Report Uncovers Significant Gender Pay Gap Among Women of Color MBA Graduates

A new report from the Forté Foundation, a nonprofit consortium of companies and business schools dedicated to advancing women in business, has found earning a master of business administration degree (MBA) is not enough to mitigate the gender pay gap, particularly for women of color.

In their first job after earning an MBA, all populations showed a large increase in compensation compared to their positions prior to their MBA education. However, despite this financial boost, the pay gap for women of color significantly widens among business professionals after earning an MBA. On average, women of color have experienced a 117 percent increase in salary from their pre-MBA job to their current role, compared to a 135 percent increase among White women, a 142 percent increase among White men, and a 170 percent increase among men of color.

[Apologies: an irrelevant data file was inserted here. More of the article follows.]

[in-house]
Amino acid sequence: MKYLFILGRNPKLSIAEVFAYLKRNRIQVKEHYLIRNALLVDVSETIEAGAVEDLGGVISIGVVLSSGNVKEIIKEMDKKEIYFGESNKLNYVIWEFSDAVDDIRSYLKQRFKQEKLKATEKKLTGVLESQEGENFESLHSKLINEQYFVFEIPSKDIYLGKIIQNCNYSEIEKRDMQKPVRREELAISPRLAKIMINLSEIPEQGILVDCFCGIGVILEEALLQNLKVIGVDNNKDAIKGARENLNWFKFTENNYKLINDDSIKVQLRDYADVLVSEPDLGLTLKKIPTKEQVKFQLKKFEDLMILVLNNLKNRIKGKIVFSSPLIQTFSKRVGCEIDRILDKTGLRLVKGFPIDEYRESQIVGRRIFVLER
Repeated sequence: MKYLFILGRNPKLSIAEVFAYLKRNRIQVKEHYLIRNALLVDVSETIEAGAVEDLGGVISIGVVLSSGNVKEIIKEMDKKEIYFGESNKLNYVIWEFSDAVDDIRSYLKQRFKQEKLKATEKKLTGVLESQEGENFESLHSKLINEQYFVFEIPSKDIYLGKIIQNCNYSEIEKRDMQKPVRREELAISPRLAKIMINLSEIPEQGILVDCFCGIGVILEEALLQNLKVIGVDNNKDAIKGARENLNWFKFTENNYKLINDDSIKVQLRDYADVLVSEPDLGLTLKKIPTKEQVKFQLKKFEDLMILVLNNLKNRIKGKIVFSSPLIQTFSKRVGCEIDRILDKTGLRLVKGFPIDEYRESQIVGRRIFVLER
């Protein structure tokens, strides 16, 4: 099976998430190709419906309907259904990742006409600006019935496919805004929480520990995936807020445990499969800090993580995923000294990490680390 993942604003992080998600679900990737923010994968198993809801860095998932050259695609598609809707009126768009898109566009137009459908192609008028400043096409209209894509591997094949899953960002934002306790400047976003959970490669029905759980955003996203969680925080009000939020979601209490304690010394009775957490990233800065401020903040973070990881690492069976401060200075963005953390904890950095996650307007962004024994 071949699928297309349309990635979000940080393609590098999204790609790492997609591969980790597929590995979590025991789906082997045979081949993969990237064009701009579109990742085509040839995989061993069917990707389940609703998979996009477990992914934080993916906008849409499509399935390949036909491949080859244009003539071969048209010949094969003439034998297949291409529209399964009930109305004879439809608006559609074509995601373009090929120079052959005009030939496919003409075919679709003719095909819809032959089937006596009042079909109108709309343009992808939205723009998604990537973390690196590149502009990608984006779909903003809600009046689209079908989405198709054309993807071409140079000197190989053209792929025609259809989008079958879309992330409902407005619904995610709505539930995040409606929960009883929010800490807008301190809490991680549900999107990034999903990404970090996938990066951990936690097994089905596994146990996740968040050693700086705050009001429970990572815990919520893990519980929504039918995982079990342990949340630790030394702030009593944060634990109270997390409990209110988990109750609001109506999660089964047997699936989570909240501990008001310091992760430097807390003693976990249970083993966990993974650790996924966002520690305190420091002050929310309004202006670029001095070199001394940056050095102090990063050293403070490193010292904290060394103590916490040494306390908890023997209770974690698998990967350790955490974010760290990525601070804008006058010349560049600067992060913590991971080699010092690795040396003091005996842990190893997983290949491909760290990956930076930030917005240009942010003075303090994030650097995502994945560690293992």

Gender and racial pay gaps were also found when examining salaries for “line” roles, which are positions with profit and loss responsibility. On average, women of color holding line positions earn $87,364 less than men of color, $67,326 less than White men, and $47,451 less than White women in similar roles. Women of color were the only population where holding a line position earned, on average, less than a staff position.

In addition to compensation, the report revealed gender and racial disparities in other areas of the business field. Women of color were the least likely population to receive a promotion, showed the lowest levels of job satisfaction, and were more likely to state they had plans to seek a new position within the next year.

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